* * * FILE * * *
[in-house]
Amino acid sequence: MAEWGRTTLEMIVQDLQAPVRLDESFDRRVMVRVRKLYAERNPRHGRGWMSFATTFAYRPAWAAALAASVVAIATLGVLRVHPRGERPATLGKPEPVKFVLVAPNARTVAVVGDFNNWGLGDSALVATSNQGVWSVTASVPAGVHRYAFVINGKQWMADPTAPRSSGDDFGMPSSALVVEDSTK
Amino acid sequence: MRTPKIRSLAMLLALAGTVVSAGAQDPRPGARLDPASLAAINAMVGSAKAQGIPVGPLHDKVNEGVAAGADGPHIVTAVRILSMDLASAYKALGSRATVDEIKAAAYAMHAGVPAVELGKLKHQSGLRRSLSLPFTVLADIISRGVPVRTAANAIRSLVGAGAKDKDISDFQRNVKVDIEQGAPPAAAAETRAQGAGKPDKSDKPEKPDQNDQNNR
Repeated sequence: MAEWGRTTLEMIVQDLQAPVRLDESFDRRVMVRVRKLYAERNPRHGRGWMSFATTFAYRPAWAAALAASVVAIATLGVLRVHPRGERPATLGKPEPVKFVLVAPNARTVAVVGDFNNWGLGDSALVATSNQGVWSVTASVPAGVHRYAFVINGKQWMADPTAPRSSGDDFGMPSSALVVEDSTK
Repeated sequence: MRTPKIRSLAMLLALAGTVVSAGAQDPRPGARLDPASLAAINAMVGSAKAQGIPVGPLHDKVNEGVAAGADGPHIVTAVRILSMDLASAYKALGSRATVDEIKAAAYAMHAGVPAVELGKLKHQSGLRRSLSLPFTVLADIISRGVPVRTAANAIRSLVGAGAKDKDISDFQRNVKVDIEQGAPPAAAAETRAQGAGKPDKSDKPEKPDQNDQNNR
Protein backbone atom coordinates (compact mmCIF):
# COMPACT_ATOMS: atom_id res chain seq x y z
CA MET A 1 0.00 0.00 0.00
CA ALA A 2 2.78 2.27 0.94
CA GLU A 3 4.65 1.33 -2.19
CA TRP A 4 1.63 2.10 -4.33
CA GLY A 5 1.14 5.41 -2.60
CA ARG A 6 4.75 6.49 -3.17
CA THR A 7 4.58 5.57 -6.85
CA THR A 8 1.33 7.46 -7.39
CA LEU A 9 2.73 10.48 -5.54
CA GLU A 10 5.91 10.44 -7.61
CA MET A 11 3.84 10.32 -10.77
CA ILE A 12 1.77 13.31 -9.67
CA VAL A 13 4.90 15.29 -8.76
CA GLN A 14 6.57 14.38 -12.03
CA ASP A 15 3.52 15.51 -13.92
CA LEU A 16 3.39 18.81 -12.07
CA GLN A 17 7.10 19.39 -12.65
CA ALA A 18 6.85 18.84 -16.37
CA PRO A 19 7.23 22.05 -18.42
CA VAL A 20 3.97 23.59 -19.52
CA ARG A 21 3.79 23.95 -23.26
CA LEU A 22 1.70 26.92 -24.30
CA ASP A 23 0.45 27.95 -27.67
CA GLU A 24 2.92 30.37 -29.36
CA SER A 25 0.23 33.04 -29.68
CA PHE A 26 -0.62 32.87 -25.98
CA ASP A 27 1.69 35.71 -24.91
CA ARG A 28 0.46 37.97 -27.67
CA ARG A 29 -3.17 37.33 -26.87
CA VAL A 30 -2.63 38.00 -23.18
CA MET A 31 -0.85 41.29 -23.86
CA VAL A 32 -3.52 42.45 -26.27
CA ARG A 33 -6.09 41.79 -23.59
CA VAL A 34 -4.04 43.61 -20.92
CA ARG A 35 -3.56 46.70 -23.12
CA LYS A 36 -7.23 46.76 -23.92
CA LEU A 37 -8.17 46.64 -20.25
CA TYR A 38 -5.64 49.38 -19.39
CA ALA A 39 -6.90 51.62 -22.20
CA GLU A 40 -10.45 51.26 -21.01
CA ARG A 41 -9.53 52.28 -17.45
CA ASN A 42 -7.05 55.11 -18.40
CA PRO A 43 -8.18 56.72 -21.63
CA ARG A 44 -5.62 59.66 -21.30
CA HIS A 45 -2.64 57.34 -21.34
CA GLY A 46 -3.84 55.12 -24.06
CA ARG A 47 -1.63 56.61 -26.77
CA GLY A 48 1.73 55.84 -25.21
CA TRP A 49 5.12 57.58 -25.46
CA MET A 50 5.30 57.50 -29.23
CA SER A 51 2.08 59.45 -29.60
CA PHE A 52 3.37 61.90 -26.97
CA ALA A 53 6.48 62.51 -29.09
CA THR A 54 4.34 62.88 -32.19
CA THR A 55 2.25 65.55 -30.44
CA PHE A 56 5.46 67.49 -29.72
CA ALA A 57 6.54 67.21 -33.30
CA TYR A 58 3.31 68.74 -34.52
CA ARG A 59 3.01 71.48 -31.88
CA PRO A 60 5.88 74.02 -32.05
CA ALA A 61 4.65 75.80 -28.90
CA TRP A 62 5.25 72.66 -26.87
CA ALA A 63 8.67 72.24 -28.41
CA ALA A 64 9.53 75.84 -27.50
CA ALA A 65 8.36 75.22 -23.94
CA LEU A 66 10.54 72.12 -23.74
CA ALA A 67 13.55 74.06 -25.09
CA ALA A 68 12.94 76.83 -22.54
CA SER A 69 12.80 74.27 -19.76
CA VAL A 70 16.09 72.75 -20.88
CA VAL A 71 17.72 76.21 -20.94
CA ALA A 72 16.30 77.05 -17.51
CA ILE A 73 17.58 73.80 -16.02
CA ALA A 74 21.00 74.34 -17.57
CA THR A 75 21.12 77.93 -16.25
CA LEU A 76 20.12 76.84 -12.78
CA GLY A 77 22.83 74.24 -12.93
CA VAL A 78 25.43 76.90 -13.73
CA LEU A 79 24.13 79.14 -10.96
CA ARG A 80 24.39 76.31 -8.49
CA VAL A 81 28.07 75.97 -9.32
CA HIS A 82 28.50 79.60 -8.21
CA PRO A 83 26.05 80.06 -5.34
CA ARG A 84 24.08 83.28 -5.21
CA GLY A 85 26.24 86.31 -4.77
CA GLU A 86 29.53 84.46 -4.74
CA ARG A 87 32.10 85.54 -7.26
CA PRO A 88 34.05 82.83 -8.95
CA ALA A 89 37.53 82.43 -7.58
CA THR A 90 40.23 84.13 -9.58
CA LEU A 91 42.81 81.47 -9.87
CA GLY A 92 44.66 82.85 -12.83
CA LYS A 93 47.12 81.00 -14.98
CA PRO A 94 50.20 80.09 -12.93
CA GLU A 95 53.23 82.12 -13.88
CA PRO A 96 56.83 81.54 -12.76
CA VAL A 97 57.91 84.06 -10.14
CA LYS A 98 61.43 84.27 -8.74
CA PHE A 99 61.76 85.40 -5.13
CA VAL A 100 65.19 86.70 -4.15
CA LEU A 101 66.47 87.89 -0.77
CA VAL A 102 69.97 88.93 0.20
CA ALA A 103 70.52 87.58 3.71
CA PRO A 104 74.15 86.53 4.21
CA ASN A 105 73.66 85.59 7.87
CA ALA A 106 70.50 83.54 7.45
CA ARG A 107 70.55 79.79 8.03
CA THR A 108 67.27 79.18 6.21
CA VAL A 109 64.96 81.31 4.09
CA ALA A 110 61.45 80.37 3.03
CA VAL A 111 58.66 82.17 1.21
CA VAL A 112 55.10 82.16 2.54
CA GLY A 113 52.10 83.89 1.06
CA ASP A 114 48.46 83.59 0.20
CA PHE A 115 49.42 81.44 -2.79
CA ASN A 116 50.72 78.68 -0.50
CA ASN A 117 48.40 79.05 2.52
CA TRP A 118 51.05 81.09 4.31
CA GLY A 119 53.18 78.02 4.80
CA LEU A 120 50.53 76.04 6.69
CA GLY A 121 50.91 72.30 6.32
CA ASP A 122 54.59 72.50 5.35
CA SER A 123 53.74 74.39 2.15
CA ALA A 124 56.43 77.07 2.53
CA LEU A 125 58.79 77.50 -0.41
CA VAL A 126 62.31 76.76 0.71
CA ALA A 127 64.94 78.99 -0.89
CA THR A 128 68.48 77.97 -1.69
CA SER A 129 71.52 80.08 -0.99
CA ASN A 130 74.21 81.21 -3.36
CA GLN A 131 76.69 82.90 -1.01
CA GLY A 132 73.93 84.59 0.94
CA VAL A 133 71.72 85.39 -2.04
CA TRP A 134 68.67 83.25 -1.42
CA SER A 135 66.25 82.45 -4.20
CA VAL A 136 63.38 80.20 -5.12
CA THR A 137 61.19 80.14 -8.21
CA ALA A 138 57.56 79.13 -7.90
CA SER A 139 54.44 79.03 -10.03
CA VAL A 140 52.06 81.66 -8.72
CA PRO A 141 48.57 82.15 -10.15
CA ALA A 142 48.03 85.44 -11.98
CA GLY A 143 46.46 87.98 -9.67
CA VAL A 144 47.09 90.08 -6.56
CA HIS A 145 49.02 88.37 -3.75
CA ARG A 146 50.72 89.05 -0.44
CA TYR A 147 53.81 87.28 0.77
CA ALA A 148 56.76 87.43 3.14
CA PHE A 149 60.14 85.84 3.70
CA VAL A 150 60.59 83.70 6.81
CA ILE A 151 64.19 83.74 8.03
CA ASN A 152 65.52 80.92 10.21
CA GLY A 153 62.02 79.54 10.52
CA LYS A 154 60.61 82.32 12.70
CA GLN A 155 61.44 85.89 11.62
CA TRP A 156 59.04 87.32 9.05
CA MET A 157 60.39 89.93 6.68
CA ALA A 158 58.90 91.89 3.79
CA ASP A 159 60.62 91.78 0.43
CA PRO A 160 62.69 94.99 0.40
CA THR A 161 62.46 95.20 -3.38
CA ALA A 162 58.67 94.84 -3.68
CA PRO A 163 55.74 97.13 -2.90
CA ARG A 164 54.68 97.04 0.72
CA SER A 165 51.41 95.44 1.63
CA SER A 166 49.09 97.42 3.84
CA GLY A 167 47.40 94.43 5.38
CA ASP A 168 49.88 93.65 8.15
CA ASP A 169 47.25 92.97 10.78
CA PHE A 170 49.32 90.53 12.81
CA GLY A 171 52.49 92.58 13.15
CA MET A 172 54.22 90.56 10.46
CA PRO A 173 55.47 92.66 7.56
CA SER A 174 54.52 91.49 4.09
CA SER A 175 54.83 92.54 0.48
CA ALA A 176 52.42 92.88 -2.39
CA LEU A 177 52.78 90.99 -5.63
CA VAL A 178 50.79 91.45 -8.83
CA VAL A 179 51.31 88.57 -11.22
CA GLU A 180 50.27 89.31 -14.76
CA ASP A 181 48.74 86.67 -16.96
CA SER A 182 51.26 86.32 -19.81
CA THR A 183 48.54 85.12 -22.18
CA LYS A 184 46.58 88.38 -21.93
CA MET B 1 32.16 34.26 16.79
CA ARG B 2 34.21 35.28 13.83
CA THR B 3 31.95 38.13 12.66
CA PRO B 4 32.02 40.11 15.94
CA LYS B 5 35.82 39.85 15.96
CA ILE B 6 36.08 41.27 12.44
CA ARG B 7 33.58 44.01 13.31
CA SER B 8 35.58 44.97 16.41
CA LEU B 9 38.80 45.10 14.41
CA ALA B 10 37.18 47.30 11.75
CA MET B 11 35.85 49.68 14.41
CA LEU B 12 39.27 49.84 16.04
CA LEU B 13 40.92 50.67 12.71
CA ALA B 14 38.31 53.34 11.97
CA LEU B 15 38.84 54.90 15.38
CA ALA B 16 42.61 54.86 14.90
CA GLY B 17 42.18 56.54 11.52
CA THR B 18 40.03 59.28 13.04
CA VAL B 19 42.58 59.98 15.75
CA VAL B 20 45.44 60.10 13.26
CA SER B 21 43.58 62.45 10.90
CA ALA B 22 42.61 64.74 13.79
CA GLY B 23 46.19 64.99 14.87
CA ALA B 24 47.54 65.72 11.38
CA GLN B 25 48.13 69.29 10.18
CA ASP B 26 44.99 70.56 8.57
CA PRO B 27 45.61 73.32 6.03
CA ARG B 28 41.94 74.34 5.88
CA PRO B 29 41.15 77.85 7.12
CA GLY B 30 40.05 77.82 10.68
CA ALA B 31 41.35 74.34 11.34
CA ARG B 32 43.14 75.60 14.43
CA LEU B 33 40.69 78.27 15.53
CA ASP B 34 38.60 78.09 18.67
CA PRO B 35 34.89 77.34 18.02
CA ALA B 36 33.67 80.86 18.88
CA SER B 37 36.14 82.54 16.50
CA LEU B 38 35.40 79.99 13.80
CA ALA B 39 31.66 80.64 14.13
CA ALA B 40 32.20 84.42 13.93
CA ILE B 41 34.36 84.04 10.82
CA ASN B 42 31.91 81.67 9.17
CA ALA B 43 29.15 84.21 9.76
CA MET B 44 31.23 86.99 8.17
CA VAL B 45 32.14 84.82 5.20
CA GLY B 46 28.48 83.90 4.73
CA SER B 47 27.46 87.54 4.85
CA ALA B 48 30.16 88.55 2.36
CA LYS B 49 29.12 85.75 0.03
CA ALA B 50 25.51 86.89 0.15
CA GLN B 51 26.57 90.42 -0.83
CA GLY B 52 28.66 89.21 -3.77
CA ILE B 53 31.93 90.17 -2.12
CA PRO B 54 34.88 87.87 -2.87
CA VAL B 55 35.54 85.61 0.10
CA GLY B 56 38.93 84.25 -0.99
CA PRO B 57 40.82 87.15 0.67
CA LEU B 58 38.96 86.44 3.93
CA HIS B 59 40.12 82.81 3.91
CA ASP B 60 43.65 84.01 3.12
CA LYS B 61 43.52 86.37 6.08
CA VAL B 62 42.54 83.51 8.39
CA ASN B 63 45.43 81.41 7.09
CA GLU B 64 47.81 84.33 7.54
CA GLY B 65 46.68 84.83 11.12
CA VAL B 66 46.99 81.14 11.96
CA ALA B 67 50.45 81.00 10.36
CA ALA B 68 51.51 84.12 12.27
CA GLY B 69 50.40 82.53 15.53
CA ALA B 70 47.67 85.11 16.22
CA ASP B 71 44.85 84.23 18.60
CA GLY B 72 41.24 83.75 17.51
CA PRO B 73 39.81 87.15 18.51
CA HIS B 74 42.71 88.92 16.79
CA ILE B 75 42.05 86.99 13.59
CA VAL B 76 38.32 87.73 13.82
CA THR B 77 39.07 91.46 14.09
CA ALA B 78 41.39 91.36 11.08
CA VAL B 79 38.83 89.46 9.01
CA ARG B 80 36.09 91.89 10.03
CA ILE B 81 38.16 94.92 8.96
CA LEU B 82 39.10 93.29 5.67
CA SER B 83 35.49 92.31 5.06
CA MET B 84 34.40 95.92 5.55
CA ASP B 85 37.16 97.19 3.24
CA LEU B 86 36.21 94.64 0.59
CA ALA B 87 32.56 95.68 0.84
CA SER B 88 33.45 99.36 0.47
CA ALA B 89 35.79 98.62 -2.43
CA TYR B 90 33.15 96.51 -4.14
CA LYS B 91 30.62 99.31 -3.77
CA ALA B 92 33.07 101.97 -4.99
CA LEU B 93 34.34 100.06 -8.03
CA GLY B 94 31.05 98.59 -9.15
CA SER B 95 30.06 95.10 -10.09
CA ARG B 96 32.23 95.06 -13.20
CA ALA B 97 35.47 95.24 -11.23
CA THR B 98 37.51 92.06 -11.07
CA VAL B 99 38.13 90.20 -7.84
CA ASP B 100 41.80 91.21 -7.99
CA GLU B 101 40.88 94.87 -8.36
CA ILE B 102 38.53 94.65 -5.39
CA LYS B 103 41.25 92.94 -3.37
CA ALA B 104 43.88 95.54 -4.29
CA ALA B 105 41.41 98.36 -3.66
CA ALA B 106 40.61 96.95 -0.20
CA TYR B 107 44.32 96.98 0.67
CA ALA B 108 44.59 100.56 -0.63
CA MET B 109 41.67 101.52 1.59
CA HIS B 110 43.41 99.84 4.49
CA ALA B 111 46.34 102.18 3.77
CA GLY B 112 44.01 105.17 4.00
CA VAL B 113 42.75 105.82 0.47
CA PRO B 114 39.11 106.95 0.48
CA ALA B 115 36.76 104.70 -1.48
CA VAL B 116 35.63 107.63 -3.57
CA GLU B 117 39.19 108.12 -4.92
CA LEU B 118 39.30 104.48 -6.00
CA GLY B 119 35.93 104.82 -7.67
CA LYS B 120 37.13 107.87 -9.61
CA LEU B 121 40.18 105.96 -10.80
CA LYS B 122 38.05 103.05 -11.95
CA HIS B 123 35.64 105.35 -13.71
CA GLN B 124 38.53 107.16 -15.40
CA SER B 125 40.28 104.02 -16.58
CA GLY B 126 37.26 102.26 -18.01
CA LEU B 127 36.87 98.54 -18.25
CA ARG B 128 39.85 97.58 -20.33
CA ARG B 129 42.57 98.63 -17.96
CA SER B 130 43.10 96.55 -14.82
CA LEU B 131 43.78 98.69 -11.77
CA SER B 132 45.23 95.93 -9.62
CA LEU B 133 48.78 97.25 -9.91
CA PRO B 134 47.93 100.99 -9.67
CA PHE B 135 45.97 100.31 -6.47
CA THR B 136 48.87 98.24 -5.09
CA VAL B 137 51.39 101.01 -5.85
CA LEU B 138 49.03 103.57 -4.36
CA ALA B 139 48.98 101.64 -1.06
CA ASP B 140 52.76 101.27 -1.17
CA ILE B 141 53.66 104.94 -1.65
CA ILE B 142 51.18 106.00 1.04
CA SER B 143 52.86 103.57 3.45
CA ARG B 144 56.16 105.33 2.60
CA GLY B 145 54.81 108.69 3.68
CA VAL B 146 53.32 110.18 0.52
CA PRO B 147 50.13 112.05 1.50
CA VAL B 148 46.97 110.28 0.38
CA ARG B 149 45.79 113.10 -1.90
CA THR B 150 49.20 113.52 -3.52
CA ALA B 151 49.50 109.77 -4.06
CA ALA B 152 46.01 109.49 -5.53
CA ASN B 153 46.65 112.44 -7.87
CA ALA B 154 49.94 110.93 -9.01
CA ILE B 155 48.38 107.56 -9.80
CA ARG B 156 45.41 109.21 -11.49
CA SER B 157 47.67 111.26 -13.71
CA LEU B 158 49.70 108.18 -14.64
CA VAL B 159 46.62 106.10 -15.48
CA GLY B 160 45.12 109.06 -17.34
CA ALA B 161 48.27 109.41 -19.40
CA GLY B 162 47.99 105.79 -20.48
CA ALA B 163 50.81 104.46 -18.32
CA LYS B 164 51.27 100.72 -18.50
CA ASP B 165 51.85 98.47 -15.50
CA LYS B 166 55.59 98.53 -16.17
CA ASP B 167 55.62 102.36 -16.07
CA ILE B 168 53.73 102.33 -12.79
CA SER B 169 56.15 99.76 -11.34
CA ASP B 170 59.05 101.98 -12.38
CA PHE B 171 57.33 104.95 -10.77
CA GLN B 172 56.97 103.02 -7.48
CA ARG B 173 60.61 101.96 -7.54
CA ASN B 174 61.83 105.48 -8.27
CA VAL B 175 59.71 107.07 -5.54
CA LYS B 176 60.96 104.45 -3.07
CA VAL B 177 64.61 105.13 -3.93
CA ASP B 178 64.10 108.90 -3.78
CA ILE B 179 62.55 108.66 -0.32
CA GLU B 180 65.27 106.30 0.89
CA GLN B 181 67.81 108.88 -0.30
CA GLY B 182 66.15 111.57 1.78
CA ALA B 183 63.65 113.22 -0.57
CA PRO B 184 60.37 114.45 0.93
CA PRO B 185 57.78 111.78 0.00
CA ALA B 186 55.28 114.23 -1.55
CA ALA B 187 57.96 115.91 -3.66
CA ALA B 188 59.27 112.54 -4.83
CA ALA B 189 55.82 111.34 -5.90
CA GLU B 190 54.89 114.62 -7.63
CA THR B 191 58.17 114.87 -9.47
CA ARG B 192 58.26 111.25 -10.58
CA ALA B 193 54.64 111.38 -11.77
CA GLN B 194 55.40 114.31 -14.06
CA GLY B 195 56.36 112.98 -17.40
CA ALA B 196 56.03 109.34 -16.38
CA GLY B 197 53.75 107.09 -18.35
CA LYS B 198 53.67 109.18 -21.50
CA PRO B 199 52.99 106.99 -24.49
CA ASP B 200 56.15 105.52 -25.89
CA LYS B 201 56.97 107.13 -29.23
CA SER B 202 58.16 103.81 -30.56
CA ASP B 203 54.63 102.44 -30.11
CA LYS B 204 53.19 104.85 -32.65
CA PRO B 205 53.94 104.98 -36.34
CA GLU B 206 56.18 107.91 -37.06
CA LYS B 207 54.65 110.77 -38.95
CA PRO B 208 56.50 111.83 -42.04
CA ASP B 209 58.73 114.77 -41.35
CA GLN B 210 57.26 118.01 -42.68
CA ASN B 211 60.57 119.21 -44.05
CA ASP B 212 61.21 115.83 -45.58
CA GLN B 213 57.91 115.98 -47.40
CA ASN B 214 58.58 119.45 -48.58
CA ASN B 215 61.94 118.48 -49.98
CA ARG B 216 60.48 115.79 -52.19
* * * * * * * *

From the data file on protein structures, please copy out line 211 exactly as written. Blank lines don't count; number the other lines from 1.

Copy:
CA VAL B 20 45.44 60.10 13.26